r experimental platform with varying speeds to simulate different types of gear and rotor conditions including: gear normal, worn, broken teeth, gear unbalanced, normal state, misaligned, unbalanced and looseness (Table 1). The non-stationary signals were obtained from the experimental platform for use in failure diagnosis.

5.1. Varying Time Experiments on the Gear-Rotor Platform

As shown in Figure 6, the experiments simulate the vibration signal from a gear-rotor experimental platform (51 and 23 tooth gears) operating at different speeds. The LabView NI9401 DI/O was used as the interface for input signals to the circuit board, which dynamically controls the frequency to achieve the automation of speed variation. The operating process was as follows: The speed was dropped from 1600 rpm to 800 rpm within two seconds, and then increased to the final value of 1500 rpm. The non-stationary speed curve is shown in Figure 7. The NI9234 DAQ simultaneously acquired the vibration signals and speed signals at a sampling frequency of 6400 Hz.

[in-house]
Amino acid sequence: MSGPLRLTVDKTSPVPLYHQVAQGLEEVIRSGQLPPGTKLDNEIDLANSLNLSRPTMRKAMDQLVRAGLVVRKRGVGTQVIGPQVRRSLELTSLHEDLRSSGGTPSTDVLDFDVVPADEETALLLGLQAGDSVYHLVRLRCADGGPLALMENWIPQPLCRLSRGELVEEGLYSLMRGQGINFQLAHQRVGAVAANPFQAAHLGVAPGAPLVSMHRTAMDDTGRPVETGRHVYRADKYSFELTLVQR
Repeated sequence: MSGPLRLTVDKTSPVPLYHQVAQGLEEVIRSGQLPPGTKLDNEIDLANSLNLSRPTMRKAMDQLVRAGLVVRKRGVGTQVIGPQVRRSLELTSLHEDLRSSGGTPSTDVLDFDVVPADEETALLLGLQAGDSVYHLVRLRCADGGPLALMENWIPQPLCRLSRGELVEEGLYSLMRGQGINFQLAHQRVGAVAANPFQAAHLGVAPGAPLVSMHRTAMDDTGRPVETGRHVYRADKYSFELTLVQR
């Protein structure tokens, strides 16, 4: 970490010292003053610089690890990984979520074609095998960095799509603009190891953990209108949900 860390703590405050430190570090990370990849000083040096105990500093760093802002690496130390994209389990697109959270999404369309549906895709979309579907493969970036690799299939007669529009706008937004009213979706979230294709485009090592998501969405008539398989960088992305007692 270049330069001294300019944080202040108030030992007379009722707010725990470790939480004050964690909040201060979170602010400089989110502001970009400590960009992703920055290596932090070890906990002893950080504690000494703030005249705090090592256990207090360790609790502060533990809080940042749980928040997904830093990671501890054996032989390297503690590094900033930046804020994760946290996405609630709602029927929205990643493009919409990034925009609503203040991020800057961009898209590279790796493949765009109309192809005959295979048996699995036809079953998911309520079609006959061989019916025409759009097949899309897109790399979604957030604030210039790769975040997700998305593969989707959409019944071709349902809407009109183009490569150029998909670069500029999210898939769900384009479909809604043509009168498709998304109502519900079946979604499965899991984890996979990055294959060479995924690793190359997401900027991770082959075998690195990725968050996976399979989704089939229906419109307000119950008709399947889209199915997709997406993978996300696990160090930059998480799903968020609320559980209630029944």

In this experiment, non-stationary signals are measured under 8 different kinds of conditions, with 20 samples taken for each condition for a total of 160 samples. In the time-domain, the signals of all samples were subjected to STFT. Thus, the first 200 orders of the total signal characteristics in the time-frequency order spectrum are obtained through the non-stationary time-frequency extrac-

Table 1. Gear-rotor experimental platform failure conditions.

Figure 6. Gear speed change simulation platform.

Figure 7. Non-stationary speed curve.

tion technique.

5.2. Non-Stationary Signal Feature Extraction